A (Very) Brief History of Royal St. George's
(The following article was originally published by the author for Waggleroom.com) This week marks perhaps the most popular professional golf event in the entire world as the best golfers on the planet prepare for The Open Championship (or “The British Open” for us Yankees). The 2011 rendition of the longest-running tournament in golf will be once again held at Royal St. George’s in Sandwich, England. The last time the Open was held at this course was in 2003 when Ben Curtis from the United States captured the Claret Jug by making a 20-foot par putt on the 72nd hole. However, there have been many Open championships decided on this course since 1894, a few years after the course was simply known as “a hilly stretch in Sandwich”.
Since 1894, Royal St. George’s would host 14 total championships. England’s JH Taylor won the first Open championship at the course that year at the age of 23 (he would also win the following Open championship in 1895, although not held in Sandwich). Harry Vardon also managed to win a pair of Open titles at the course, while Walter Hagen secured two of his four British major titles in Sandwich between world wars. Henry Cotton would win the first of his three Open titles at Royal St. George’s in 1934. Sandy Lyle would be the first British-born player in 16 years to hoist the Claret Jug here in 1985, nearly beating the late and great Payne Stewart by a shot. Greg Norman would eventually win his second a final major here in 1993.
According to the official Open Championship website, the track of land that would eventually become Royal St. George’s was discovered by Dr. Laidlaw Purves, an eminent surgeon and Scotsman who learned the game of golf on Bruntsfield Links. According to lore, Dr. Purves is said to have stood atop St Clement’s Church in the village of Sandwich, cast his eyes over the surrounding countryside, and exclaimed: “By George, what a place for a golf course!”
Dr. Purves had come to this location on England’s south coast with his brother, Alexander, to research the landing spot of Roman Emperor Claudius in the year 43 A.D. What was originally meant to be a research-laden trip for the two brothers turned into the beginning of an architectural project to build one of the more unique golf courses in the world. From there the brothers would seek the assistance and talents of another well-known Scottish architect, Ramsay Hunter. Unfortunately, the brothers eventually learned that Hunter had absolutely no golf course design experience. As such, Purves and Hunter would work together to map out a course that was almost entirely based on every natural contour, hill, and natural feature that the Sandwich landscape offered. No hills were moved, nothing was dug out, and the result was a golf course that many believed to be “too difficult” or “oddly designed”, including numerous blind tee-shots and landing areas.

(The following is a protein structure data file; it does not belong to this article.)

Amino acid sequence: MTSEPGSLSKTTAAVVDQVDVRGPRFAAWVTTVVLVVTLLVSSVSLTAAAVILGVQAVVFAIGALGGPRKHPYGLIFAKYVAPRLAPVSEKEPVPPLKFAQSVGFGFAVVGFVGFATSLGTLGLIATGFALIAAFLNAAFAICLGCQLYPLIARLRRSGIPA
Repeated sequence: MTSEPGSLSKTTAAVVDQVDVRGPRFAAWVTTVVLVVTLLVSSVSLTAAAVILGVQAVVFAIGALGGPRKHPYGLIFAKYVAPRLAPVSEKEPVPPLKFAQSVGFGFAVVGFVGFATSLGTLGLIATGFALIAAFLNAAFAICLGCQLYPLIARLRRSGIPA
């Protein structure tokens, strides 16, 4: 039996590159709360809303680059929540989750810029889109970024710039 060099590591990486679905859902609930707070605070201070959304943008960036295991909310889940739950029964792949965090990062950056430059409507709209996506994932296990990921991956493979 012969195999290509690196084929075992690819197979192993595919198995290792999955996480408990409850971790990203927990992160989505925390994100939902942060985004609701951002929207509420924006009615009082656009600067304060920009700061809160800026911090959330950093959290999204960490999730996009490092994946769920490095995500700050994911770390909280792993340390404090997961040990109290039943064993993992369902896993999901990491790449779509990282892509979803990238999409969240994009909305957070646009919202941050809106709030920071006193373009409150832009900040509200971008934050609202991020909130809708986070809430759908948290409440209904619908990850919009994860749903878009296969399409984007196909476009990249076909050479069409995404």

The stories behind the christening of the course’s name are unclear and debatable. Some accounts explain that the name pertained to Purves’ aforementioned exclamation on the church roof, while others suggest that it was a nod to St Andrews and the eponymous patron saint. But regardless, by May 1887, 88 founding members had subscribed to St George’s, soon to become one of the golfing world’s most celebrated clubs. Within the following five years word would spread throughout England of the new golf club, eventually driving numerous patrons and paying members to the area. In 1892, Royal St. George’s would host the Amateur Championship. Having provided first-class golfers with the sternest of tests, it would, just two summers later, become only the fifth club to host The Open Championship, and the first to do so outside Scotland.
Over time, the world’s economy would fluctuate to the point where entries into the Open Championship faltered considerably. As a result, the Royal and Ancient “negotiated specially reduced rail fares to encourage Scottish professionals to undertake the long journey south. Only 14 took advantage of the offer, but another 21 Scots based at English clubs increased the starting field to 94, a new record for the Championship, beating the previous highest entry of 82 at St Andrews”, according to the Open Championship’s website.
Many names of golfing legend have graced the fairways, tall grasses, and impossible bunkers at Royal St. George’s throughout the years. In 2011, this drastically difficult course surrounded by church steeples will host its 14th Open Championship, which will undoubtedly offer fans another moment in major tournament history.
For more on the Open Championship, visit: http://chicago.cbslocal.com/2011/07/12/open-championship-up-for-grabs/